Last year, some of our most popular pieces came from readers who told their stories in a series that we call First Person.

For instance, Carl Schneider wrote about the 2015 viral photograph that showed him walking his students home from school in a low-income neighborhood of Memphis. His perspective on what got lost in the shuffle continues to draw thousands of readers.

First Person is also a platform to influence policy. Recent high school graduate Anisah Karim described the pressure she felt to apply to 100 colleges in the quest for millions of dollars in scholarships. Because of her piece, the school board in Memphis is reviewing the so-called “million-dollar scholar” culture at some high schools.

Do you have a story to tell or a point to make? In 2018, we want to give an even greater voice to students, parents, teachers, administrators, advocates and others who are trying to improve public education in Tennessee. We’re looking for essays of 500 to 750 words grounded in personal experience.

Whether your piece is finished or you just have an idea to discuss, drop a line to Community Editor Caroline Bauman at

But first, check out these top First Person pieces from Tennesseans in 2017:

My high school told me to apply to 100 colleges — and I almost lost myself in the process

“A counselor never tried to determine what the absolute best school for me would be. I wasted a lot of time, money and resources trying to figure that out. And I almost lost myself in the process.” —Anisah Karim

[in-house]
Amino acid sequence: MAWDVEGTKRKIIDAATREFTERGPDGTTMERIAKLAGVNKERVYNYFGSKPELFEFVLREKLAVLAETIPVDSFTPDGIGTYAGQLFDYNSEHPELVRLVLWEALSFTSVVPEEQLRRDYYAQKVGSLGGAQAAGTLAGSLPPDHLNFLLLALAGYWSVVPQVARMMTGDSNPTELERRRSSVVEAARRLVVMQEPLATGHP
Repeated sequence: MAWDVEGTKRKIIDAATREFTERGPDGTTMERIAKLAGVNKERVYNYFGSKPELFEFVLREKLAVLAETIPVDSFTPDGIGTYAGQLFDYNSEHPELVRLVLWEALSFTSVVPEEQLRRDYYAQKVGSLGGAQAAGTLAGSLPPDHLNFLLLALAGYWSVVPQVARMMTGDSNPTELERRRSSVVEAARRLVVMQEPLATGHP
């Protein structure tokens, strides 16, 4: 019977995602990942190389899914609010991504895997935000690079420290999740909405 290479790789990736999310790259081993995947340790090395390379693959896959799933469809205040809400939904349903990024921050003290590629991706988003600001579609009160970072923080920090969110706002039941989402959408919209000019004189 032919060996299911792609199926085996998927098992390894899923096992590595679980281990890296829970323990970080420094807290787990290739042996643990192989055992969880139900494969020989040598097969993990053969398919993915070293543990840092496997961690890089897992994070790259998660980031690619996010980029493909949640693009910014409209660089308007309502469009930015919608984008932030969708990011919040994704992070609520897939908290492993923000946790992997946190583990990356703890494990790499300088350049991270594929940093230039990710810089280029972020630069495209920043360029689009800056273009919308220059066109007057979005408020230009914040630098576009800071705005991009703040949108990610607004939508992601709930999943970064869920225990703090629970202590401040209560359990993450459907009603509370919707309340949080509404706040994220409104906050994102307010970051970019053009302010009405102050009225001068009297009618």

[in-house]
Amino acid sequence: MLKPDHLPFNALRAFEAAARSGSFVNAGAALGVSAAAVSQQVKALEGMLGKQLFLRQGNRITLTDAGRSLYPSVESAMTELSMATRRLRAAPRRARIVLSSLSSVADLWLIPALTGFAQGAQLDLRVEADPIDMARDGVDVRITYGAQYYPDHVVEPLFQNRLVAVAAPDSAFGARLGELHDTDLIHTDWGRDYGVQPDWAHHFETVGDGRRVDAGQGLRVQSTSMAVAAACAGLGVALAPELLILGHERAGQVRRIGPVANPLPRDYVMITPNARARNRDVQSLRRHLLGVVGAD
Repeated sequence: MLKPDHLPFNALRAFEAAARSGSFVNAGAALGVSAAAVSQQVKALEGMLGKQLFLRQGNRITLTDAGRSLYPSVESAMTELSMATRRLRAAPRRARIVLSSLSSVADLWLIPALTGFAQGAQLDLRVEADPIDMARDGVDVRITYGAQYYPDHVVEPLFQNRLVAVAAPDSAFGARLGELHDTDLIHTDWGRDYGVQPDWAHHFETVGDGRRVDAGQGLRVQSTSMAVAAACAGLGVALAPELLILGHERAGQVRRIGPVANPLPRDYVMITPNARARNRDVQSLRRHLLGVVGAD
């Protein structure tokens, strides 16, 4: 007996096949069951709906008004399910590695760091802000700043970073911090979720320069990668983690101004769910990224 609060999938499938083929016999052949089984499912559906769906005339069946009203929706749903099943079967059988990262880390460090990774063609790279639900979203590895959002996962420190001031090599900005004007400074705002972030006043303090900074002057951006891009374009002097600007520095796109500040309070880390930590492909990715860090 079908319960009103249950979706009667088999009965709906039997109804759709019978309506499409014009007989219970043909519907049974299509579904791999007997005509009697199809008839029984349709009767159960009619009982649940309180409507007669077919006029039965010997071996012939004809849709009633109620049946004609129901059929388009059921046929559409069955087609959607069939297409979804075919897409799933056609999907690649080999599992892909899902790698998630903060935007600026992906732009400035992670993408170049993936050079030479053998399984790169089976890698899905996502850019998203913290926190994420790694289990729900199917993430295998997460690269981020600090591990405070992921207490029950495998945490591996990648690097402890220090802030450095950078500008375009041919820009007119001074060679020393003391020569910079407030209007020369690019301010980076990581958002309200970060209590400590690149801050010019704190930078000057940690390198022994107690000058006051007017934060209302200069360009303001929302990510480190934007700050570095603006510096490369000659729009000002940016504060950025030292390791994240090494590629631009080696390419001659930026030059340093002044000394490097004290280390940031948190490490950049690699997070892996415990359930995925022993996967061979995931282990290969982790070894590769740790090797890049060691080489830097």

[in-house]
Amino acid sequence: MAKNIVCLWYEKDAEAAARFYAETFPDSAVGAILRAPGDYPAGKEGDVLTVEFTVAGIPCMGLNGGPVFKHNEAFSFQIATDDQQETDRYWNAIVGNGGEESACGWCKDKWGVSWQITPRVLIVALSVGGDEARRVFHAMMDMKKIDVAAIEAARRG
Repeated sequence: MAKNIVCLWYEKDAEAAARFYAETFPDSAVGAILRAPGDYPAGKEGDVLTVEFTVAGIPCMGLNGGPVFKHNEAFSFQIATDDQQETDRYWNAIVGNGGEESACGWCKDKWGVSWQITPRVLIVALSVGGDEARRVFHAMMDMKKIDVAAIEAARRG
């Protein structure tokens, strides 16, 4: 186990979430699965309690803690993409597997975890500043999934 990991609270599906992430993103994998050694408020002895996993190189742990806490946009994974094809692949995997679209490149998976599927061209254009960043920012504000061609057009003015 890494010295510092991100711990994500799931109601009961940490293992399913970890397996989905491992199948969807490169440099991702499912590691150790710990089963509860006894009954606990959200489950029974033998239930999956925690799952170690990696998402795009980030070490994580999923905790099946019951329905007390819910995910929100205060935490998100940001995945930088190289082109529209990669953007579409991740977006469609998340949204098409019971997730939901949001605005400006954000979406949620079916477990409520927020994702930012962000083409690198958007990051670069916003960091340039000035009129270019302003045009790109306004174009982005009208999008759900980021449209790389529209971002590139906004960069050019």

Why I’m not anxious about where my kids go to school — but do worry about the segregation that surrounds us

“In fact, it will be a good thing for my boys to learn alongside children who are different from them in many ways — that is one advantage they will have that I did not, attending parochial schools in a lily-white suburb.” —Mary Jo Cramb

I covered Tennessee’s ed beat for Chalkbeat. Here’s what I learned.

“Apathy is often cited as a major problem facing education. That’s not the case in Tennessee.” —Grace Tatter

I went viral for walking my students home from school in Memphis. Here’s what got lost in the shuffle.

“When #blacklivesmatter is a controversial statement; when our black male students have a one in three chance of facing jail time; when kids in Memphis raised in the bottom fifth of the socioeconomic bracket have a 2.6 percent chance of climbing to the top fifth — our walking students home does not fix that, either.” —Carl Schneider